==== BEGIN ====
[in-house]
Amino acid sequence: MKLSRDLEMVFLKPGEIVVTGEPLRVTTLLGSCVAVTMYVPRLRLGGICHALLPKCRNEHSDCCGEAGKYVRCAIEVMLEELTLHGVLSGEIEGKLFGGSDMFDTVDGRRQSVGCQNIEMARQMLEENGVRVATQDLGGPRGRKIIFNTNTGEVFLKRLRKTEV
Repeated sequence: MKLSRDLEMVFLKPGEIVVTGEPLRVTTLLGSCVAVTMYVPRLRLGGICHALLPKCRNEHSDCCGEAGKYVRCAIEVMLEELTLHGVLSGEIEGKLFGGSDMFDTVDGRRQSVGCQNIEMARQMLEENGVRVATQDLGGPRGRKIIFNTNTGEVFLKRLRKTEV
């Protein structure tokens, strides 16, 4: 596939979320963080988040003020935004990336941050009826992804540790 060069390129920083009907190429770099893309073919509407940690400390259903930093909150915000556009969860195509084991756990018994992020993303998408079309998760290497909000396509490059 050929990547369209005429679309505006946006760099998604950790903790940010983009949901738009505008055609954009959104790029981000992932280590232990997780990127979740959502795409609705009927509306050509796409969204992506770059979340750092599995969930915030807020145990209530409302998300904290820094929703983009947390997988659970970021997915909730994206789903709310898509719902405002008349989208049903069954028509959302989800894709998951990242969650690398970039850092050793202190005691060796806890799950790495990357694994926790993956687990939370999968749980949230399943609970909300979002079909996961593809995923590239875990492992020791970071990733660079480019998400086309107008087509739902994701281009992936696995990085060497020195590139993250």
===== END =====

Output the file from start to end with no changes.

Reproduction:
[in-house]
Amino acid sequence: MKLSRDLEMVFLKPGEIVVTGEPLRVTTLLGSCVAVTMYVPRLRLGGICHALLPKCRNEHSDCCGEAGKYVRCAIEVMLEELTLHGVLSGEIEGKLFGGSDMFDTVDGRRQSVGCQNIEMARQMLEENGVRVATQDLGGPRGRKIIFNTNTGEVFLKRLRKTEV
Repeated sequence: MKLSRDLEMVFLKPGEIVVTGEPLRVTTLLGSCVAVTMYVPRLRLGGICHALLPKCRNEHSDCCGEAGKYVRCAIEVMLEELTLHGVLSGEIEGKLFGGSDMFDTVDGRRQSVGCQNIEMARQMLEENGVRVATQDLGGPRGRKIIFNTNTGEVFLKRLRKTEV
């Protein structure tokens, strides 16, 4: 596939979320963080988040003020935004990336941050009826992804540790 060069390129920083009907190429770099893309073919509407940690400390259903930093909150915000556009969860195509084991756990018994992020993303998408079309998760290497909000396509490059 050929990547369209005429679309505006946006760099998604950790903790940010983009949901738009505008055609954009959104790029981000992932280590232990997780990127979740959502795409609705009927509306050509796409969204992506770059979340750092599995969930915030807020145990209530409302998300904290820094929703983009947390997988659970970021997915909730994206789903709310898509719902405002008349989208049903069954028509959302989800894709998951990242969650690398970039850092050793202190005691060796806890799950790495990357694994926790993956687990939370999968749980949230399943609970909300979002079909996961593809995923590239875990492992020791970071990733660079480019998400086309107008087509739902994701281009992936696995990085060497020195590139993250």